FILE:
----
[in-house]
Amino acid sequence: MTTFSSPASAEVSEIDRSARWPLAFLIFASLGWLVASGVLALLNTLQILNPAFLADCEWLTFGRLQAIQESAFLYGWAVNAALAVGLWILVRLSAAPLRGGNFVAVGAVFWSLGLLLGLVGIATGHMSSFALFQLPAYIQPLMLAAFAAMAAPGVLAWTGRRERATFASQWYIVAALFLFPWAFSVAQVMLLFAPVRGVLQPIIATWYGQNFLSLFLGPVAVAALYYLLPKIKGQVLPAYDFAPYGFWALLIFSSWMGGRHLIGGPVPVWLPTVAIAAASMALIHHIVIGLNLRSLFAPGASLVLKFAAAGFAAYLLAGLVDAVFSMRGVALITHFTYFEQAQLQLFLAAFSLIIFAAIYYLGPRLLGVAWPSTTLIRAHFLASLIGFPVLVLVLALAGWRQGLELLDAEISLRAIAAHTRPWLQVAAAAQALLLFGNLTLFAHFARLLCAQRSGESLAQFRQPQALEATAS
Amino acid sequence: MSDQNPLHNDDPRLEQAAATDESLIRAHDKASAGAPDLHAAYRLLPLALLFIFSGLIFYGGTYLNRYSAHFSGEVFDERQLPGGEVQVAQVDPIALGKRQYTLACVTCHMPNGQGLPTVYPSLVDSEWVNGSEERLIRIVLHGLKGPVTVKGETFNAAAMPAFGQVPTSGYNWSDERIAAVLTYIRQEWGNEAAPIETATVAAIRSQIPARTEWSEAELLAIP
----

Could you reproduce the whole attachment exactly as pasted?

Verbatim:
[in-house]
Amino acid sequence: MTTFSSPASAEVSEIDRSARWPLAFLIFASLGWLVASGVLALLNTLQILNPAFLADCEWLTFGRLQAIQESAFLYGWAVNAALAVGLWILVRLSAAPLRGGNFVAVGAVFWSLGLLLGLVGIATGHMSSFALFQLPAYIQPLMLAAFAAMAAPGVLAWTGRRERATFASQWYIVAALFLFPWAFSVAQVMLLFAPVRGVLQPIIATWYGQNFLSLFLGPVAVAALYYLLPKIKGQVLPAYDFAPYGFWALLIFSSWMGGRHLIGGPVPVWLPTVAIAAASMALIHHIVIGLNLRSLFAPGASLVLKFAAAGFAAYLLAGLVDAVFSMRGVALITHFTYFEQAQLQLFLAAFSLIIFAAIYYLGPRLLGVAWPSTTLIRAHFLASLIGFPVLVLVLALAGWRQGLELLDAEISLRAIAAHTRPWLQVAAAAQALLLFGNLTLFAHFARLLCAQRSGESLAQFRQPQALEATAS
Amino acid sequence: MSDQNPLHNDDPRLEQAAATDESLIRAHDKASAGAPDLHAAYRLLPLALLFIFSGLIFYGGTYLNRYSAHFSGEVFDERQLPGGEVQVAQVDPIALGKRQYTLACVTCHMPNGQGLPTVYPSLVDSEWVNGSEERLIRIVLHGLKGPVTVKGETFNAAAMPAFGQVPTSGYNWSDERIAAVLTYIRQEWGNEAAPIETATVAAIRSQIPARTEWSEAELLAIP